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Am J Dis Child. 1964;107(3):316. doi:10.1001/archpedi.1964.02080060318018.
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To the Editor: Testicular hilar nodules (Shanklin, D. R.; Richardson, A. P., Jr., and Rothstein, G.: Amer J Dis Child 106:243, 1963.) are not peculiar to the adrenogenital syndrome. Such cell aggregates have been encountered in the 'streak' gonads of patients with Turner's syndrome with superadded features of masculinization.

Del Castillo, et al1 (1947) described an 18-year-old female with retarded growth, eunuchoid proportions, cubitus valgus, primary amenorrhea, infantile mammae, internal and external genitalia, hirsutism, and elevated 17-ketosteroids. Laparotomy revealed white cords of one-half cm diameter in place of the ovaries. No differentiated ovarian elements were seen but a small conglomerate of cells was noted, "possibly an inclusion of aberrant cells of the adrenal cortex."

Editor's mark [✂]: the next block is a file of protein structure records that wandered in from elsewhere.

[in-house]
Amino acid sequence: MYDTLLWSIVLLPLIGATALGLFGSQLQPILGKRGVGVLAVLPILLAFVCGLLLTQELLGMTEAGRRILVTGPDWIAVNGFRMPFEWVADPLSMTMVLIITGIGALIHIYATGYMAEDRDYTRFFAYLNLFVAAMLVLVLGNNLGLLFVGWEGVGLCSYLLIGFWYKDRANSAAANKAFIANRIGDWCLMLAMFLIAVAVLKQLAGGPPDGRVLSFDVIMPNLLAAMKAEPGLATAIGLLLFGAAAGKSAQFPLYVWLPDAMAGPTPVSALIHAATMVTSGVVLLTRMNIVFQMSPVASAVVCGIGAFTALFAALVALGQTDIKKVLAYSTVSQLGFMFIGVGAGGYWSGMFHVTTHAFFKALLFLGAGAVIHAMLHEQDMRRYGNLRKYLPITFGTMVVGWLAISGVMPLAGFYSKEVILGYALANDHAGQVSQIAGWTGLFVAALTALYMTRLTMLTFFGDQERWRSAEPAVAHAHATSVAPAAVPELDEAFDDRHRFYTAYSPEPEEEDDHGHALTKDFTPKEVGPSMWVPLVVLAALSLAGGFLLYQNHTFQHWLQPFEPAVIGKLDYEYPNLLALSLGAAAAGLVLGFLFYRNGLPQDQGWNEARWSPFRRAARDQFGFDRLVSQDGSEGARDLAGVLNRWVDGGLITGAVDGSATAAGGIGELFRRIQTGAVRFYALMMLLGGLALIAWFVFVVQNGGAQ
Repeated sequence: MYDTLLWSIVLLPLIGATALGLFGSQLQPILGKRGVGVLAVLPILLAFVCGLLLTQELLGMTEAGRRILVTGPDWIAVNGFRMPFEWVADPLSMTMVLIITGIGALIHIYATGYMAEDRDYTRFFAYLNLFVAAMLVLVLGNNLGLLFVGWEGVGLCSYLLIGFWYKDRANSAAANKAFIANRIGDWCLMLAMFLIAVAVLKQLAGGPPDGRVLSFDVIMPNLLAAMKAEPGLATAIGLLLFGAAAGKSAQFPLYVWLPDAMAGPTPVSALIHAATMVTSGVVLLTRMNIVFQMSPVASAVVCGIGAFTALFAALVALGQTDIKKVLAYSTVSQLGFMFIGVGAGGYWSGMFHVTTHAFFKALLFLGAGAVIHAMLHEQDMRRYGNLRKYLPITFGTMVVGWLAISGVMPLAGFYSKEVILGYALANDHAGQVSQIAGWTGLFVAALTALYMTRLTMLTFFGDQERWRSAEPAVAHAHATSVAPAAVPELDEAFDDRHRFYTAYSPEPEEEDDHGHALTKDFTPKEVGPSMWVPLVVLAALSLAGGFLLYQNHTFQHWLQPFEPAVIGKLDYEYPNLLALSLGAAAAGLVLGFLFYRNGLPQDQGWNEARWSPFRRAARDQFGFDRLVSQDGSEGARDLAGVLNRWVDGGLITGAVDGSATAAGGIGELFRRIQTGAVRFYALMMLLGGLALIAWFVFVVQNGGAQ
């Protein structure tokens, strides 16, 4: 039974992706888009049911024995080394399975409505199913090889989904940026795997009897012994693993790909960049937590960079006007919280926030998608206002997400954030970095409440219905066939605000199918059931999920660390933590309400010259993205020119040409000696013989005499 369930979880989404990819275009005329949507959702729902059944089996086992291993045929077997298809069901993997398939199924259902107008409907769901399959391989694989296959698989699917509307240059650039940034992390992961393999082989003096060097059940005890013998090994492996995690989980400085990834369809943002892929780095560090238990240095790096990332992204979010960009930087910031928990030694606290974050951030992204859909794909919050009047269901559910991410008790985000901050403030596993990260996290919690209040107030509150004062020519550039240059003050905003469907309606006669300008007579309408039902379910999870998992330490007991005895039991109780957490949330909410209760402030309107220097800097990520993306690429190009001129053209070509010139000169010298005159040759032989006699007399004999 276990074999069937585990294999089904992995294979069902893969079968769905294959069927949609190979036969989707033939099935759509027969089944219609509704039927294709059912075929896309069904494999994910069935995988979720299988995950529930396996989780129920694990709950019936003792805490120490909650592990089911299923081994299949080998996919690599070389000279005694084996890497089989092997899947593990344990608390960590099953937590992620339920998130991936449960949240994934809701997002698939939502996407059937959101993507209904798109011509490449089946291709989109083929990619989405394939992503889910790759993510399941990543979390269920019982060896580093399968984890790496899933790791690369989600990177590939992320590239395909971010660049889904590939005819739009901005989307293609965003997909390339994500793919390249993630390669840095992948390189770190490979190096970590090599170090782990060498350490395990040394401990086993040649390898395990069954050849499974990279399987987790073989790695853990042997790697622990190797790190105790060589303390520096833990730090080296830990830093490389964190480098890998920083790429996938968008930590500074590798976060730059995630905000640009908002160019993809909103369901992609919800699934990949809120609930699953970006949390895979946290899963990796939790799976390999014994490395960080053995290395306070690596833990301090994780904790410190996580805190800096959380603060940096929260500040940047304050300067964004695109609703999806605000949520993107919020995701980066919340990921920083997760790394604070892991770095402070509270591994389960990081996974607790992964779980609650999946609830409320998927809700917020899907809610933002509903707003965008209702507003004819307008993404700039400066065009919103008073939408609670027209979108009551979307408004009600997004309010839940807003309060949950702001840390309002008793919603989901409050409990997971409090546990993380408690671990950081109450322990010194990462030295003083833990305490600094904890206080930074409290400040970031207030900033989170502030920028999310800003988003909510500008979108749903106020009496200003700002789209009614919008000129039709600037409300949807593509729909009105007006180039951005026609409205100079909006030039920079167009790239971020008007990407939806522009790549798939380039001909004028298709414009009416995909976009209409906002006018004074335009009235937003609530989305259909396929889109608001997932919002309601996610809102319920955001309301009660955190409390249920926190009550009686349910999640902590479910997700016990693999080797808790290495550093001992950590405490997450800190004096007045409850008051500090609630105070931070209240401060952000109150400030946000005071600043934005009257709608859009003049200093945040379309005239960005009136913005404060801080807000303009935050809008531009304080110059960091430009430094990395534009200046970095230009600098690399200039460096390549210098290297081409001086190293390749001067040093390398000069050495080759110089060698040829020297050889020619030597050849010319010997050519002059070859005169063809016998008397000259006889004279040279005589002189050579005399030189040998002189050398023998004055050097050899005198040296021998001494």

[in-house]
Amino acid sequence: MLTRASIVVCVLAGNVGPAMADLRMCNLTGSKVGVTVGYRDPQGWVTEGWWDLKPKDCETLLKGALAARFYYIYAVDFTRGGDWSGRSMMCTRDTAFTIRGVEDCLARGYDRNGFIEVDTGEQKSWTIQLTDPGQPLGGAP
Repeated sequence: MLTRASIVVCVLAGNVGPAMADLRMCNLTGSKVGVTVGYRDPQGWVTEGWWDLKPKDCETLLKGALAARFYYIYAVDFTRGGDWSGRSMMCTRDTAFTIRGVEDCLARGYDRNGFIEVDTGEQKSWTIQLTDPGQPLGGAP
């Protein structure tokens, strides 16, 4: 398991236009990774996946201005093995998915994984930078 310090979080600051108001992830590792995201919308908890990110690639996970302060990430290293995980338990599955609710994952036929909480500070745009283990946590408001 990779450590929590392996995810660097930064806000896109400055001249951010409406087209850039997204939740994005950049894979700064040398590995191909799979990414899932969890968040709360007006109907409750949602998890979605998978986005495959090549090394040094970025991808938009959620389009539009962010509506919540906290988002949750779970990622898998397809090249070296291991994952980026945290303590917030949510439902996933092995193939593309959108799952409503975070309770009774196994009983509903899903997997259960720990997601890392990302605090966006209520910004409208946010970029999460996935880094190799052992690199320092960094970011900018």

Gordan et al2 described two such cases under the title: "A Syndrome of Gonadal Dysgenesis: A Variety of Ovarian Agenesis With Androgenic Manifestations." A sex chromatin count, performed only on the first of these


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